Presentation on theme: "5 EVENTS THAT SHAPED THE HISTORY OF ENGLISH According to Philip Durkin, Principal Etymologist at the Oxford English Dictionary."— Presentation transcript:
5 EVENTS THAT SHAPED THE HISTORY OF ENGLISH According to Philip Durkin, Principal Etymologist at the Oxford English Dictionary
THE ANGLO-SAXON SETTLEMENT Germanic invaders came and settled in Britain from the north- western coastline of continental Europe in the 5 th and 6 th centuries. The invaders spoke a language that was Germanic (related to what emerged as Dutch, Frisian, German, and the Scandinavian languages) When Old English writings began to appear in the 7 th, 8 th, and 9 th centuries, there was a good deal of regional variation. Although the Celts were living in Britain when the Anglo-Saxons arrived, there are few obvious traces of their language in English today. Some think that Celtic had an underlying influence on English grammar.
THE SCANDINAVIAN SETTLEMENTS From the middle of the 9 th century, large numbers of Norse invaders settled in Britain, particularly in the north and east By the 11 th century, all of England had a Danish king, Canute. The common Germanic base of the Norse language and Old English meant that there were many similarities in language. North Germanic had a significant influence on English; some very basic words like take and the grammatical word they are from the Norse language.
1066 AND AFTER 1066 AND ALL THAT The centuries after the Norman Conquest witnessed enormous change in the English language. In the course of what is called the Middle English period, the rich inflectional system of Old English broke down, and morphed into something rather like the English we use today, with little use of distinctive word endings. During this period English borrowed a great deal from French and Latin. Old English speakers were more likely to find native words for foreign concepts, whereas Middle English speakers readily adopted the foreign word. For businessmen and professionals of the period, it was common to speak English, French, and Latin. The explosion of interest into the writings of the ancient world during the late medieval period continued the trend of learning Greek and Latin.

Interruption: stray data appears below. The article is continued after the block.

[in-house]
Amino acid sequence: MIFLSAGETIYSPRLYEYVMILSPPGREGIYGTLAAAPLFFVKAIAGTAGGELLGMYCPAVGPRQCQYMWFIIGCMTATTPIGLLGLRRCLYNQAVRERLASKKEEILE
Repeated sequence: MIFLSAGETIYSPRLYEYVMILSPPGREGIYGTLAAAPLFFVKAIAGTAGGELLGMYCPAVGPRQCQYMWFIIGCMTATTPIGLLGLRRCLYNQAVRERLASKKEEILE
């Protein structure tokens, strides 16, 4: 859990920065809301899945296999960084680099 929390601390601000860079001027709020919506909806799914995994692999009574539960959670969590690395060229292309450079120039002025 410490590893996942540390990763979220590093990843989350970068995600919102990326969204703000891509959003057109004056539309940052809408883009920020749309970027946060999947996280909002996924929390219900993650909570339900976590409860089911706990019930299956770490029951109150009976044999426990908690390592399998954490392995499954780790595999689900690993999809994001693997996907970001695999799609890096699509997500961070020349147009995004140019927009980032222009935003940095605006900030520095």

STANDARDIZATION In the late medieval and modern periods, south of the Scottish border, the English spoke in London gradually became the English of the country at large. With the invention of the printing press, standardization became rapid, and regionalized spelling and grammar dwindled. During the Great Vowel Shift, changes in pronunciation occurred (these happen in every language, throughout time). Social and historical factor spread the results of the changes, which still separate English from many continental languages. Many of the oddities of English pronunciation are a result of this vowel shift, and it also obscured the relationships between many English words and their foreign counterparts.
COLONIZATION AND GLOBALIZATION During the medieval and early modern periods, the influence of English spread throughout the British Isles, and from the early 17 th century onwards its influence began to be felt throughout the world. Exploration, colonization, and overseas trade characterized Britain’s external relations for several centuries. More recently, English has become a global language, regularly used and understood by many nations for whom English is not a first language. Although the effects cannot be yet calculated, linguists are certain that the invention of the internet and the widespread use of technology will greatly affect the English language.